ZTE is to appeal a US import ban on its products after an attempt at lobbying US politicians failed.
The US Commerce Department imposed restrictions on US suppliers providing crucial components to ZTE for alleged Iran sanctions violations, a move likely to disrupt its global supply chain.
A US Commerce Department official said he and ZTE Corp are in ongoing discussions,. These discussions have been constructive, and they will continue to seek a resolution.
In statements following the imposition of the restrictions, ZTE said it was “actively facilitating communications with the U.S. governmental department to search for a solution.”
Since coming under fire in 2012 for alleged deals with sanctions-hit Iran and possible links to the Chinese government and military, ZTE has ramped up its spending on Washington lobbyists.
It spent $5.1 million in the last four years, up from $212,000 in 2011, as it sought to assuage national security concerns, according to publicly available lobbying records maintained by Congress.
ZTE lobbyists contacted lawmakers in both houses of Congress, the Department of Homeland Security, the Department of Commerce, the State Department and the National Security Agency to discuss matters such as cyber security, supply chains and trade relations, according to the lobby documents.
ZTE used at least five lobbying firms, and former US officials such as ex-Nebraska congressman Jon Lynn Christensen.
Christensen met with US Department of Treasury, Department of Commerce and lawmakers to provide “education regarding supply-chain security” and “cyber security issues,” the lobby disclosure documents show.
It seems that the efforts failed to convince lawmakers mostly because they are a “Communist Chinese company” who does what every their government says. Rather than being a capitalist company which tells the government how to behave.
A Russian court has decided that the US search outfit Google has been playing monopoly in Russia and if it does not totally scrap its business model it will have to take its Andriod phones off the market.
The court said that the ad giant had violated the country’s anti-trust rules by having its services bundled on Android-based devices.
Russian search outfit Yandex brought a successful complaint against Google pre-installing its products on Android phones and tablets. At the time, the Russian Federal Anti-Monopoly Service (FAS) ruled that users of Google’s operating system shouldn’t be lumped with the ad and search giant’s other services.
Since this tiggers Google’s whole Android business model it could result in those phones being removed from sale in Russia. Apple
Moscow’s Arbitration Court chucked out Google’s appeal against that ruling, and said that it “fully supports” the earlier FAS decision. “Google’s actions led to prohibition of pre-installation of apps of other producers,” it added.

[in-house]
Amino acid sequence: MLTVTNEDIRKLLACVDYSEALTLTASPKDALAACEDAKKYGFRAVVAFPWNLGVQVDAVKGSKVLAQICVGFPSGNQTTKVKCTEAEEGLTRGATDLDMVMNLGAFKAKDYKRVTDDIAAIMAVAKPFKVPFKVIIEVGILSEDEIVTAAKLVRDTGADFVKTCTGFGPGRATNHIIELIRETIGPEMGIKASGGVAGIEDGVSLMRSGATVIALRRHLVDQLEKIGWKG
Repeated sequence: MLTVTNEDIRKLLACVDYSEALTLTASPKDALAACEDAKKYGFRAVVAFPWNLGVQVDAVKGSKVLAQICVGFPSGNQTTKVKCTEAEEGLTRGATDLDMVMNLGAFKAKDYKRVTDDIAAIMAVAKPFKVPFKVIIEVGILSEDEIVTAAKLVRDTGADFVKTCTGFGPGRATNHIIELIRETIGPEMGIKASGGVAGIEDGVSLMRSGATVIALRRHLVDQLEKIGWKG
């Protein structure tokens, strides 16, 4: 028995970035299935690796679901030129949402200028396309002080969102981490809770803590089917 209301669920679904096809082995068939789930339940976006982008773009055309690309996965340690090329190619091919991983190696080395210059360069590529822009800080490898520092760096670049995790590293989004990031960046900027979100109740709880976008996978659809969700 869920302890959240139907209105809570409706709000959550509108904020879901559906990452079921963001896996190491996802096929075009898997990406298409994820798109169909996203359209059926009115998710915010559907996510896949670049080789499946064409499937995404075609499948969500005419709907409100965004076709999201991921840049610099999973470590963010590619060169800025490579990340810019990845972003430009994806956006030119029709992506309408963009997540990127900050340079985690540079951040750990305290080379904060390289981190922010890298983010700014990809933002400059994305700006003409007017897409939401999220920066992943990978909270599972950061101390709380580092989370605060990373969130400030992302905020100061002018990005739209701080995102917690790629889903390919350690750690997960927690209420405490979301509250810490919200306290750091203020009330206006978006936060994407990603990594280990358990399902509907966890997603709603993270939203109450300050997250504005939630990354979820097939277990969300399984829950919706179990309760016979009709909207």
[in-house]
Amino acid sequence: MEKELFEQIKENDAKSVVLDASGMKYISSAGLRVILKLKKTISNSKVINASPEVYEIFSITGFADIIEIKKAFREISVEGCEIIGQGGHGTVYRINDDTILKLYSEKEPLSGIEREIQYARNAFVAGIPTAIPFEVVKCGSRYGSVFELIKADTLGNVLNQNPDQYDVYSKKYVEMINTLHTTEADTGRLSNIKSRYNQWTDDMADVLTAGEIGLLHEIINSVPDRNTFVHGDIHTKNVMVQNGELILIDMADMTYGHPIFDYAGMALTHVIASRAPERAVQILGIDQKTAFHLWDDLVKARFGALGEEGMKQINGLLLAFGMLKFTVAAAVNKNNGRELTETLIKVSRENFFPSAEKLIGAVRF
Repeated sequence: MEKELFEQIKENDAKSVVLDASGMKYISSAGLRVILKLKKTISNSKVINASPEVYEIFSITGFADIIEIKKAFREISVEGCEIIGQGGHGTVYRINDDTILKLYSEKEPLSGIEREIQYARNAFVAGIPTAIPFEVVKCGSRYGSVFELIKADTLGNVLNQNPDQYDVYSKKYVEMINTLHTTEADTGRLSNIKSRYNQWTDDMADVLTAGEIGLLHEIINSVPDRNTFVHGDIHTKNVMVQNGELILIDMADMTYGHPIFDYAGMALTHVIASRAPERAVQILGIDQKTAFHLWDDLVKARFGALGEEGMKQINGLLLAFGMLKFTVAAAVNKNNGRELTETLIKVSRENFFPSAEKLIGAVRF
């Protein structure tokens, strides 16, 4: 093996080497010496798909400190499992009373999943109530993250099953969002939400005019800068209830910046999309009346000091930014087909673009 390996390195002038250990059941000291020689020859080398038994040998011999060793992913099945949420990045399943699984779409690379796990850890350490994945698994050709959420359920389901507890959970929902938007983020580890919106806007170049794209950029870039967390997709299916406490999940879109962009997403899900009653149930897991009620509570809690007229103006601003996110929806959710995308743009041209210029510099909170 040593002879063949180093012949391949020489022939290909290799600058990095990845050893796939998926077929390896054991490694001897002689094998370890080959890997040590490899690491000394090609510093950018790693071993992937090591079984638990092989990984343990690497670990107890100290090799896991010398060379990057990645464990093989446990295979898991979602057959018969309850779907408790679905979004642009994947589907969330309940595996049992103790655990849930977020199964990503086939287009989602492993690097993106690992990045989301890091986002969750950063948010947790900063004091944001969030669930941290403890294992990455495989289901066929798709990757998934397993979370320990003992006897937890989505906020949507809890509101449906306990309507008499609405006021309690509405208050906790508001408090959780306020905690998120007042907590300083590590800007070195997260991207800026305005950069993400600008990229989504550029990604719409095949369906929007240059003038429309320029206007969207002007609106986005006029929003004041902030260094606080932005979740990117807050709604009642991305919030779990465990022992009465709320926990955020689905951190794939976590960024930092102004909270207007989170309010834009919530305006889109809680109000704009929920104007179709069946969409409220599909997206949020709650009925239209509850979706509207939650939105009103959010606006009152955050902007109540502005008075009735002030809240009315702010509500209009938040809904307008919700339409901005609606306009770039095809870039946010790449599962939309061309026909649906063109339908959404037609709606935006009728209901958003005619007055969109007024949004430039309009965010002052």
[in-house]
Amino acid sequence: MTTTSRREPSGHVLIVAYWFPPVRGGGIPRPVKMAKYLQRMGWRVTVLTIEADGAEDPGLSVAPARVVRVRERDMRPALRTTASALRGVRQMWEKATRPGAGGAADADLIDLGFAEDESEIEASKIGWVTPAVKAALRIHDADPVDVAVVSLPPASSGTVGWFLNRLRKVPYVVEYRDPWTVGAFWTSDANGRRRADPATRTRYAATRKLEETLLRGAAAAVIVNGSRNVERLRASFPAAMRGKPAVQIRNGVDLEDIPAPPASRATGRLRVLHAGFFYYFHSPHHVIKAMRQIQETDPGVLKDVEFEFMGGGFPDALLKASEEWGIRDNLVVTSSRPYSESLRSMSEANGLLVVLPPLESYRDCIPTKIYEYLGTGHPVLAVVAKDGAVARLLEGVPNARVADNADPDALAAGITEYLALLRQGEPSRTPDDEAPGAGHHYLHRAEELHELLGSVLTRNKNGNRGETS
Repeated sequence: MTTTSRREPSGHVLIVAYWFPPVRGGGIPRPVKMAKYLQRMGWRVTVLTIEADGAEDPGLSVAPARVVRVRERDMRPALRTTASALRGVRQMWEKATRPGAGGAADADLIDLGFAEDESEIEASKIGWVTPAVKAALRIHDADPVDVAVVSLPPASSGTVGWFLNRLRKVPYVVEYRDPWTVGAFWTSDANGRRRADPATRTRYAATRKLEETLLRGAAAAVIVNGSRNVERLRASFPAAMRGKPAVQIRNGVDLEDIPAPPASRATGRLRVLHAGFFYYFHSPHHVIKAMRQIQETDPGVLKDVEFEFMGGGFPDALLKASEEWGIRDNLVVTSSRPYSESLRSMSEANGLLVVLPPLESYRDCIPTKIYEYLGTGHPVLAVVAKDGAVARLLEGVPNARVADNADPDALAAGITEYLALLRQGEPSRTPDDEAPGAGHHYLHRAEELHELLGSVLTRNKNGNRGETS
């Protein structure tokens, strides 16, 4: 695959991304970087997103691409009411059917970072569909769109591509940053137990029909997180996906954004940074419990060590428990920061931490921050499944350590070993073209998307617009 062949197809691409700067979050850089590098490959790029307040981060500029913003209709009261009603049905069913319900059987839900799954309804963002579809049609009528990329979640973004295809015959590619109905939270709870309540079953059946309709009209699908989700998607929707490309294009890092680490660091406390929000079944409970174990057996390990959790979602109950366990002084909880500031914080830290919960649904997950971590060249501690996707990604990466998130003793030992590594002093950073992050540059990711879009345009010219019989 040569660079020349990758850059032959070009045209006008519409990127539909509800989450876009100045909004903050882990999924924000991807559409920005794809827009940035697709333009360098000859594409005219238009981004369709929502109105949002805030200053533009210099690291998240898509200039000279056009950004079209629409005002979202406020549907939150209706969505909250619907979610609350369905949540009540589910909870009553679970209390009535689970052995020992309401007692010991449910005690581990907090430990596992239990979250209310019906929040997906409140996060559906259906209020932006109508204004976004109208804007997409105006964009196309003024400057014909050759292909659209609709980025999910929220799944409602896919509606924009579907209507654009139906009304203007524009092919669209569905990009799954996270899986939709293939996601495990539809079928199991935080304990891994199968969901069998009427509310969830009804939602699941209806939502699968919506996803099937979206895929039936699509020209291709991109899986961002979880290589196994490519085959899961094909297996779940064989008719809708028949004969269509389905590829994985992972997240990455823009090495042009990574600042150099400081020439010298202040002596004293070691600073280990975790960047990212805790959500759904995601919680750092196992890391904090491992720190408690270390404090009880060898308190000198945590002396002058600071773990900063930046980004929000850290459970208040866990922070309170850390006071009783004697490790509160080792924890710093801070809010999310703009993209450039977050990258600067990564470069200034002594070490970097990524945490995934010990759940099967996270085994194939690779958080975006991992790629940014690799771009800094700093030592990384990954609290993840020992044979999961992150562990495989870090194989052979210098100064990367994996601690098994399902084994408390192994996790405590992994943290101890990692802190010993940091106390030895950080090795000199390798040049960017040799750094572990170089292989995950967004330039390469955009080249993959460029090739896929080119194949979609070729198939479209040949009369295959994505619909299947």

Google will now be required to change its business practices with smartphone makers in Russia, or else face a fine if it fails to adhere to the ruling.
But things could get worse for Google. The EU is also looking into complaints from from competition officials in Brussels over the company’s Android OS.
Brazilians are a friendly bunch and now its hackers are starting to design malware on Java JAR files which can play nicely on all three major platforms, Mac, Linux, and Windows.
Virus vendor Kaspersky has spotted a few families of Java executables in the wild which don’t really care what operating system you use.
By packing malware as a JAR file, crooks are practically making sure their content will be executed on all targets, regardless of operating system.
True the Java engine needs to be installed on each victim’s computer for the malware to run, but given it is installed on 70-80 percent of computers that is pretty much a no-brainer.
According to Kaspersky, Brazil’s criminal underground seems to be the first one that has taken this step. At the moment they are running spam campaigns and banking trojans.
Right now, infections with these three malware families that use JAR files are popping up mainly in Brazil, but a large number of victims was also recorded in China and Germany, where Kaspersky says that local cyber-crime gangs are also experimenting with the same JAR-packing techniques.
Louis Kidd, a 27-year-old, who lives with his mum, is the UK’s biggest phone pest.
Prodial, the outfit he founded received the heaviest fine ever handed down to a company making nuisance calls.
The Information Commissioners Office (ICO) ordered Prodial to pay £350,000 for making 40 million nuisance phone calls in four months.
The automated calls, dialled from a computer server in the south east of England, hit homes across Britain at the rate of over 330,000 a day.
Kidd and his business partner, Phil Carrington, 55, will not pay a penny because they put their company into liquidation when the ICO closed in.